« The Girl in the Fog | Main | Once Upon a Time . . . in Hollywood »

August 13, 2019

Razzia sur la Chnouf


Henri Decoin - 1955
KL Studio Classics BD Region A

The title translates as "Raid on the Dope". It's the second of two films starring Jean Gabin using French slang in the title, the other being Touchez pas au grisbi ("Don't touch the loot'). Also on hand is Lino Ventura, who would be seen again with Gabin in other crime films. More importantly for Gabin, this is one of the films that helped return the actor to commercial viability mostly in roles as a top gangster or maverick cop.

Gabin appears as Henri, a former associate of an Italian named gangster, returning from the U.S. to France in order to re-organize the languishing heroin trade. He first meets up with his French boss, Liski, who provides the names on the various employees. Henri's job is not only to make sure sales quotas are met but also employ two thugs who act as enforcers for those proving less than reliable. Henri's cover is a fashionable piano bar. Of interest to cineastes is that Liski is played by Marcel Dalio, Gabin's co-star in Jean Renoir's Rules of the Game, from seventeen years earlier.

According to director and film historian Bertrand Tavernier, Henri Decoin was unfairly dismissed with other French directors of his generation primarily due to the inconsistency of his work, some of which was clearly simply for hire. Tavernier also points out how Decoin was able to take what he learned directly from Hollywood directors onto his own work. This is most obvious in some of the more violent scenes, such as the use of a shot that is almost subliminal when the thugs' victim is beat up. The image of a getaway car's windshield cracked by a bullet anticipates as similar image in Bonnie and Clyde. A shot that first appears to be tilted is revealed to be of a mirror when the camera pulls back. Tavernier compares Decoin to Raoul Walsh in how he films action, not an inapt comparison.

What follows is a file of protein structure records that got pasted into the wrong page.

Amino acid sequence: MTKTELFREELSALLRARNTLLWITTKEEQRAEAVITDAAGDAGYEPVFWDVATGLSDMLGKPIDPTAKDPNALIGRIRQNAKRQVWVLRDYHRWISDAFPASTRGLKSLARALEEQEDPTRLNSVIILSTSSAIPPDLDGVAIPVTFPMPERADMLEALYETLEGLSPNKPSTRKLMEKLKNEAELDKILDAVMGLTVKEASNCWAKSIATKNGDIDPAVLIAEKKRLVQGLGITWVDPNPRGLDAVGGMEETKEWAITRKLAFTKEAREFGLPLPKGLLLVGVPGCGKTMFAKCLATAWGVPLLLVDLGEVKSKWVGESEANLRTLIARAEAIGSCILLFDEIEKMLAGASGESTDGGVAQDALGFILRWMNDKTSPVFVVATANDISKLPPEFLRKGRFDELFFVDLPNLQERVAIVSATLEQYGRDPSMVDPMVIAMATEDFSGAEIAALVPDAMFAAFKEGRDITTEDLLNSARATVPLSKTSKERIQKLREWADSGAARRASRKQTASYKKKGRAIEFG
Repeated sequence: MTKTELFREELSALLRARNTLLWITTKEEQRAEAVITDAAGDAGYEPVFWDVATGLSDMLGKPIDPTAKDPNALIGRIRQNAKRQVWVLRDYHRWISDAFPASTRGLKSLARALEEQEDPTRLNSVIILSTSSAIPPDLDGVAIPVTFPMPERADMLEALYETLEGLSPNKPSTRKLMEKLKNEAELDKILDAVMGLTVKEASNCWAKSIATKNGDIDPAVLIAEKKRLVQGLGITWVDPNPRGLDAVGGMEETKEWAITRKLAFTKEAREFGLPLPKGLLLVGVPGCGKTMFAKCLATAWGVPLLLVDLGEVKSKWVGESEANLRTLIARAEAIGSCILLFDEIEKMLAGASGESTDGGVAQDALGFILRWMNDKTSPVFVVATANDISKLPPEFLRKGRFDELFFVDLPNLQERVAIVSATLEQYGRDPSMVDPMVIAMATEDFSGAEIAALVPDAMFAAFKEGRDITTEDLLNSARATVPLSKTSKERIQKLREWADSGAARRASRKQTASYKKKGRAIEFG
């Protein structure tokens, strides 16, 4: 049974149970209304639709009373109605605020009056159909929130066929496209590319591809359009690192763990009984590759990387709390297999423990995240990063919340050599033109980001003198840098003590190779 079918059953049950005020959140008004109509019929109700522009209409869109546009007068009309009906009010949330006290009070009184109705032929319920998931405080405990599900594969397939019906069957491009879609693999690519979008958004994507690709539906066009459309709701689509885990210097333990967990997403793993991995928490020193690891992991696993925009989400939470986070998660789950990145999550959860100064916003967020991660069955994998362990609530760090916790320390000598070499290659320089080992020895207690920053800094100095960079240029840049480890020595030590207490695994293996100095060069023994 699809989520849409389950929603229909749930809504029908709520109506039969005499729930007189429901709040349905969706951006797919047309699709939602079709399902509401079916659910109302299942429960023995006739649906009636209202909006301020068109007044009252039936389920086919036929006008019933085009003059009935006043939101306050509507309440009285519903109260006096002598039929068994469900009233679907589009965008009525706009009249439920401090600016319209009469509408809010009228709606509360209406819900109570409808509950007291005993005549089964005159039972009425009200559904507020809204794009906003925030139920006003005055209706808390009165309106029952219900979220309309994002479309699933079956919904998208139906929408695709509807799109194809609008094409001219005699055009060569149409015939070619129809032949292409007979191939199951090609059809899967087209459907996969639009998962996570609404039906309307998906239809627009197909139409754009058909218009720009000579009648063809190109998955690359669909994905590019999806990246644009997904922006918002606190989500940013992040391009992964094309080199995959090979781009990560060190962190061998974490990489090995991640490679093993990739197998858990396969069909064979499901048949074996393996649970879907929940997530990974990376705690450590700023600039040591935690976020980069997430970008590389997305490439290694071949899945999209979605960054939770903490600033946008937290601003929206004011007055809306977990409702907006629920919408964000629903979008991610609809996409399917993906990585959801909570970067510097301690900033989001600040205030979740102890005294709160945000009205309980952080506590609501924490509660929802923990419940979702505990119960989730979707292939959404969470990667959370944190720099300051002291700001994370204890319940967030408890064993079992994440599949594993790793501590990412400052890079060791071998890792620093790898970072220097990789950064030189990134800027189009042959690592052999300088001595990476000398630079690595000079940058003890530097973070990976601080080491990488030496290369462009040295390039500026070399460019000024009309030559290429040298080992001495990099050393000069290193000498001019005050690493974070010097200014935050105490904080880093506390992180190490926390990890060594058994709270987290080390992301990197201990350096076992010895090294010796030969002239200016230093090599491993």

What really struck me was Decoin's depiction of drug addiction and a multicultural Paris, unusual for a French film made in 1955, and unthinkable for Hollywood at that time. Lea, a drug dealer looking older than her years, snorts heroin off her hand in a well-lit bar. A group of men presumably from North Africa gather in their own little bar, smoking marijuana. Lea, who's attempts to bed Henri are rebuffed, seeks solace with a shirtless African, seen performing a solo dance, the camera framing the movement of his hips. One of the other dealers is Chinese, with his own opium den. There is also some dialogue indicating that one of the drug dealers is in a relationship with his male companion. Another unusual feature is the jazzy film score by Marc Lanjean, with arrangements by twenty-three year old Michel Legrand - his first film credit.

In his commentary track, Nick Pinkerton gives Decoin short shrift, relying primarily on an overview of Decoin's career from the French film criticism magazine Positif. In terms of evaluating Decoin, at this time Razzia is the only film available for accessible viewing for English language viewers. One of the problems with discussing some older French films and filmmakers is that the dismissals made by the Cahiers du Cinema critics have been taken at face value, with a handful of those directors only more recently getting fairer reassessments. Where the commentary is more helpful is pointing out some of the actors, especially the less familiar supporting players. Pinkerton also discusses the connection between some of the French films of the 1930s with those of the 1950s, especially in connection with the novels by Georges Simenon. In the case of Razzia, the author of the source novel, Auguste Le Breton also appears as a small time hood named Auguste Le Breton. There is also a connection to The French Connection with a brief appearance by Marcel Bozzuffi. The print source appears to have been in pristine condition with beautifully rendered images. Most of the film takes place at night with a sky that is pitch black. This is French film noir at its blackest.

Posted by Peter Nellhaus at August 13, 2019 07:56 AM